Practical Implications

Don't get it as it's impossible to create mutex-based programs what make forward progress. It's indeed possible to create mutex-based programs that do make eventual forward progress, and there are zillions of examples of it out there. Wait-freedom, loсk-freedom are theoretical properties that consider kind of corner cases. However, there are some practical implications as well:

1. With lockfree algorithms a thread that can make forward progress is always one of the currently running threads, and thus it actually makes forward progress. With mutex-based algorithms there is also usually a thread that can make forward progress, however it may be a currently non-running thread, and thus no actual forward progress happens (at least until, for example, a page will be loaded from disk and/or several context switches happen and/or some amount of active spinning happens).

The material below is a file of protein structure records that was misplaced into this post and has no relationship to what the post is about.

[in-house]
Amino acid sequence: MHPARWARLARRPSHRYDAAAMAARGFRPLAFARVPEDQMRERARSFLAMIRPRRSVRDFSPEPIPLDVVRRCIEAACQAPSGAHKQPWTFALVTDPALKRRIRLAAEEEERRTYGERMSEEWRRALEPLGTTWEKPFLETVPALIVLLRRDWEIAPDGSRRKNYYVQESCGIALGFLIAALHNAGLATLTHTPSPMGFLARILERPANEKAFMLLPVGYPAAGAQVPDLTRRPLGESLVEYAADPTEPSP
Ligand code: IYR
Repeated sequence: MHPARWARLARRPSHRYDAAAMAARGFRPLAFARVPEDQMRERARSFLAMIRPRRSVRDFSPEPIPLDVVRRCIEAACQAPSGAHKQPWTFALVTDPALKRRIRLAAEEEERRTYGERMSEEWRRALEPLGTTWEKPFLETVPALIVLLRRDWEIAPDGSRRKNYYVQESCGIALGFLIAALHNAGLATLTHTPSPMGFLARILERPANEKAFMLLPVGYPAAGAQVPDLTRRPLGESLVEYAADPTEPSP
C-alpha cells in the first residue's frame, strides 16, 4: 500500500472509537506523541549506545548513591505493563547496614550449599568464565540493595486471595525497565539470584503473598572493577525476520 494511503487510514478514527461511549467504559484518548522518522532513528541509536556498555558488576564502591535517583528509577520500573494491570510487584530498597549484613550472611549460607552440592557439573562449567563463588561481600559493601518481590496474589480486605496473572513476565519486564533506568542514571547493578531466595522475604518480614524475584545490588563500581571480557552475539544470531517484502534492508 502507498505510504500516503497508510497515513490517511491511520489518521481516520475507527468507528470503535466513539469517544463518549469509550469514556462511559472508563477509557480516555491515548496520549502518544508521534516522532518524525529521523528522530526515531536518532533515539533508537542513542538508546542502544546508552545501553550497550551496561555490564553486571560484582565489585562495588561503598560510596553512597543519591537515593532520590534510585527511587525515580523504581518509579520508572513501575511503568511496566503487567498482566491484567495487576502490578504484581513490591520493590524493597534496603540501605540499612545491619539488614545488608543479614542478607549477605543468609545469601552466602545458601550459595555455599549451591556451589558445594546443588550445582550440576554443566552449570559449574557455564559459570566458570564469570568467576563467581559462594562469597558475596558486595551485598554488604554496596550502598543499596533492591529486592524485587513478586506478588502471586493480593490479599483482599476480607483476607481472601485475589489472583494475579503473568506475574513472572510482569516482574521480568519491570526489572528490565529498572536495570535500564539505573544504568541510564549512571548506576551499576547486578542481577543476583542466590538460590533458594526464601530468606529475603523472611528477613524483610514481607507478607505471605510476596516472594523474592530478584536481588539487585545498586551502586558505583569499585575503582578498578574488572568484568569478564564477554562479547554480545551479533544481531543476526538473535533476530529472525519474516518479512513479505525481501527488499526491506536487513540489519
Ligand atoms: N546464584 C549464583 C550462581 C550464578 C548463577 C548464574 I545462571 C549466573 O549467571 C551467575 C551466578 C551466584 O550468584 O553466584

2. Waitfree, lockfree algorithms can be used in some contexts where lock-based algorithms can not be used. For example, it's generally unsafe to use locks in signal handlers, because the lock can be currently acquired by the preempted thread, and it instantly leads to a deadlock. Another example is hard real-time systems, where wait-free algorithms are preferable because of strict upper bounds on execution time.